National Epilepsy Day: All you want to know about managing epilepsy

  • National Epilepsy Day: Epilepsy commonly diagnosed in children is a neurological disorder where brain activity becomes abnormal and leads to seizures or periods of unusual behaviour or loss of awareness.
National Epilepsy Day is observed on November 17(Shutterstock)
National Epilepsy Day is observed on November 17(Shutterstock)
Published on Nov 17, 2021 01:09 PM IST
Copy Link | Edited by Parmita Uniyal

National Epilepsy Day: Epilepsy is a neurological disorder in which brain activity becomes abnormal and leads to seizures. If you notice anyone who suddenly feels disoriented, lose focus for a few minutes and then feel tired post that, it could be an epileptic attack and urgent medical attention is needed for that person.

While 50 million people worldwide are affected by epilepsy, India accounts for nearly 10-20 percent (5-10 million) of the global burden of epilepsy.

On the occasion of National Epilepsy Day (November 17), Dr Rima Chaudhari, Consultant-Neurology, Fortis Hospital, Mulund, shares facts about this noncommunicable disease of the brain and ways to manage it.

ALSO READ: Epilepsy: Decoding the role of the brain in the disease

"In an epileptic condition, the abnormal and excessive electrical activity of the brain causes seizures, unusual behavior, sensations, and sometimes loss of awareness. Some people simply stare blankly for a few seconds during a seizure, while some get repeated twitching of arms or legs. Having a single seizure doesn't necessarily mean you have epilepsy. At least two unprovoked seizures are generally required for an epilepsy diagnosis, says Dr Chaudhari.

During a seizure, awareness and responsiveness are impaired and people who have them usually don't realize what's happening to them. There is no warning before a seizure, and the person is completely alert immediately afterward, according to Dr Chaudhari.

A common condition in children

Epilepsy is commonly diagnosed in children and can be confused with other conditions. An accurate diagnosis is essential. Seizures usually respond well to medication and most children with epilepsy will enjoy a normal and active childhood.

"Get proper sleep, avoid triggers and take medicines on time to avoid seizures. The impact of epilepsy will vary for every person. Remember to keep a balance between protecting your loved one and encouraging their independence," says Dr Chaudhari.

Difference between focal and generalized seizures

Epileptic seizures can be either be focal or generalized depending on where the abormal brain activity begins. When the seizure occurs only in one area of your brain, it is called focal seizure. Focal seizures without loss of consciousness may alter emotions or sensations transiently, lead to involuntary jerking or tingling in a body part, dizziness, or flashing lights. In another type of focal seizures there is impaired awareness and the affected person may stare into space or not respond normally or perform repetitive movements such as hand rubbing, chewing, swallowing, or walking in circles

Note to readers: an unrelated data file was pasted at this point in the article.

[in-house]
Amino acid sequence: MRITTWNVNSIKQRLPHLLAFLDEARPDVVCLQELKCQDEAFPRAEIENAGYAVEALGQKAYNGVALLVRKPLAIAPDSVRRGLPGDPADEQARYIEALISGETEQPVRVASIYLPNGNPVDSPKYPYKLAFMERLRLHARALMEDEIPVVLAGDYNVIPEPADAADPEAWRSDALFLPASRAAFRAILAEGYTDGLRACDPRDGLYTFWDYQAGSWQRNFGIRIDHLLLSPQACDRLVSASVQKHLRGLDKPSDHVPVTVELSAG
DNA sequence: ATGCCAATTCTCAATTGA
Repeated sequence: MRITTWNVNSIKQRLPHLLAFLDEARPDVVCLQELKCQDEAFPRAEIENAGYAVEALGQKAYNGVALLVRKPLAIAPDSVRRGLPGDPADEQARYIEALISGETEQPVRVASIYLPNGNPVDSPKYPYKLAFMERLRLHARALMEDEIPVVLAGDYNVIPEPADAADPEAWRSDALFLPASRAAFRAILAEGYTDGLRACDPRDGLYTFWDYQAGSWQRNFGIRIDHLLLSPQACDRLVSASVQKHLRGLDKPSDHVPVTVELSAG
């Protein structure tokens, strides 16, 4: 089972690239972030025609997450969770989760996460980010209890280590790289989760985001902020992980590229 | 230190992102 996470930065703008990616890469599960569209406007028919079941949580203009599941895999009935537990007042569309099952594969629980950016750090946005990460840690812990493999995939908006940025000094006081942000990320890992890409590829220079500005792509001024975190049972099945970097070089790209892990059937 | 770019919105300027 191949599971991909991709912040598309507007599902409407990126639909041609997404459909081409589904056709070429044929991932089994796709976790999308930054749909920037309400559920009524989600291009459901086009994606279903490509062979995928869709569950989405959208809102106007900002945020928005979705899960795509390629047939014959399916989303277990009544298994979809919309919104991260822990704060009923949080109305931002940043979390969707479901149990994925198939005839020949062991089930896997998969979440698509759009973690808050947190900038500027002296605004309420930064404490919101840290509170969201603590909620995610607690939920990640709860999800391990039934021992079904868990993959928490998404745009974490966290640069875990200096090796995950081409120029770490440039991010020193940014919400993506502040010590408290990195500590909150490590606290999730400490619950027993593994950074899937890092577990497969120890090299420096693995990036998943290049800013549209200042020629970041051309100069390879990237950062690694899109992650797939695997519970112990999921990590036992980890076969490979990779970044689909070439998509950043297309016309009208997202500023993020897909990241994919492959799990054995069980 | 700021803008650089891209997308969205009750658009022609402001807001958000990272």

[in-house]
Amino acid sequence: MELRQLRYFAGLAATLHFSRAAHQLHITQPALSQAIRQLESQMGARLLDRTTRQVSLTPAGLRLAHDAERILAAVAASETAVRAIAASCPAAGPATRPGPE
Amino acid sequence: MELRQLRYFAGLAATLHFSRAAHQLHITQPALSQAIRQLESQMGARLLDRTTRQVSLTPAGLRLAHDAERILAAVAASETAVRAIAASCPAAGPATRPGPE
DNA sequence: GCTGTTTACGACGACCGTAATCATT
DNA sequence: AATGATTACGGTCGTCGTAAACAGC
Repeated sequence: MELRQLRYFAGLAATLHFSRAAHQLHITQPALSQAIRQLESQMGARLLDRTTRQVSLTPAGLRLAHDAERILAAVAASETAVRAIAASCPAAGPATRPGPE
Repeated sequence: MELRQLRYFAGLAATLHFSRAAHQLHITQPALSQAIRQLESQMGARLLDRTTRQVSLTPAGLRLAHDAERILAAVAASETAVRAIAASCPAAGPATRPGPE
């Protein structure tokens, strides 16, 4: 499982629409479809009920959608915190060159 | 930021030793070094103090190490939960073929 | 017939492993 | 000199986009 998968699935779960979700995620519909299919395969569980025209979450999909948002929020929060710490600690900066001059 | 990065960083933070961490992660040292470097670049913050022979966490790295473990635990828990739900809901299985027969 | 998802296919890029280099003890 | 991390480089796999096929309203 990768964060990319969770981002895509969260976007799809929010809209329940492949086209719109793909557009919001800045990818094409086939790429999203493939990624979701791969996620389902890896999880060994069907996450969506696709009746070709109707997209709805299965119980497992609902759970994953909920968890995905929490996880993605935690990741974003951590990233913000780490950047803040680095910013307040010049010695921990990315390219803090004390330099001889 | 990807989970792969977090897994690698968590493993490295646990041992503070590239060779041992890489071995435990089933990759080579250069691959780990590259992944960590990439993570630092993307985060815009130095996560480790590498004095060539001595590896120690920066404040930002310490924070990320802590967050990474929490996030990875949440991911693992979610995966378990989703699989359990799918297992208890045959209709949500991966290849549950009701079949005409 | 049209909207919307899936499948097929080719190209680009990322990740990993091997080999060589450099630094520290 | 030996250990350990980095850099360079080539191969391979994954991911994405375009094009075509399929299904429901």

Generalized seizures on the other hand involve all areas of the brain.

* Absence seizures are characterized by transient staring into space or subtle body movements such as eye blinking or lip-smacking while tonic seizures cause stiffening of muscles and may cause fall to the ground.

* Atonic seizures, also known as drop seizures, cause a loss of muscle control, which may cause a fall.

* Clonic seizures are associated with repeated or rhythmic, jerking muscle movements of the neck, face, and arms.

* Myoclonic seizures usually appear as sudden brief jerks or twitches of arms and legs.

* Tonic-Clonic seizures are the most dramatic type of epileptic seizure and can cause an abrupt loss of consciousness, body stiffening, shaking, and sometimes loss of bladder control or biting of the tongue

Epilepsy management: Things to remember

* Epilepsy is a controllable condition

* Epilepsy is not a mental illness

* If you witness an attack, note the details as an accurate description prevents the wrong diagnosis

* Early treatment is key

* The drugs prescribed have to be taken regularly. Do not miss any dose.

* The duration of treatment generally is 2 to 5 years after the last attack

* Restrictions for a person with epilepsy are very few. Make sure to sleep adequately. Patients can study, work and enjoy life

* Women with epilepsy can marry and bear children

* Treat epilepsy as you would treat asthma, headaches. Do not overprotect nor ostracise

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Friday, December 03, 2021